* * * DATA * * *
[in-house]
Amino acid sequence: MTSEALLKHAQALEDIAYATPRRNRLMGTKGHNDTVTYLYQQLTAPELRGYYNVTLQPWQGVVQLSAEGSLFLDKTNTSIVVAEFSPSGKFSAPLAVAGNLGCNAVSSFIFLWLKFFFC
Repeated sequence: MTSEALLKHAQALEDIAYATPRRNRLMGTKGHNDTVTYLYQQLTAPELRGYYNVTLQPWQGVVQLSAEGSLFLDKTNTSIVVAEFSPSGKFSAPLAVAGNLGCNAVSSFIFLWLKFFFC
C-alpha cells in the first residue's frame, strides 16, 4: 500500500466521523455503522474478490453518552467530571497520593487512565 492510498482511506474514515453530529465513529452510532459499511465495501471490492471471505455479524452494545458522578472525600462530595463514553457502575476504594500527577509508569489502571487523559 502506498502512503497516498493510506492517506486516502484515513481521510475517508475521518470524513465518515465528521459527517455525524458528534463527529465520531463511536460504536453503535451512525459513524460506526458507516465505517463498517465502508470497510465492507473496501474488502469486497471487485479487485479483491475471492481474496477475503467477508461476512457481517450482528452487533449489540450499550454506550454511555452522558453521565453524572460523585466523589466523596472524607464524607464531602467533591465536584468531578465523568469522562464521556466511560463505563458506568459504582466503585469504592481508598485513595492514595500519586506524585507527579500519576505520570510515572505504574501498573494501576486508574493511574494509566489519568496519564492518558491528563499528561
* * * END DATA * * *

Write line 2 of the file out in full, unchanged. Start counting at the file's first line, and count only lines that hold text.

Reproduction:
Amino acid sequence: MTSEALLKHAQALEDIAYATPRRNRLMGTKGHNDTVTYLYQQLTAPELRGYYNVTLQPWQGVVQLSAEGSLFLDKTNTSIVVAEFSPSGKFSAPLAVAGNLGCNAVSSFIFLWLKFFFC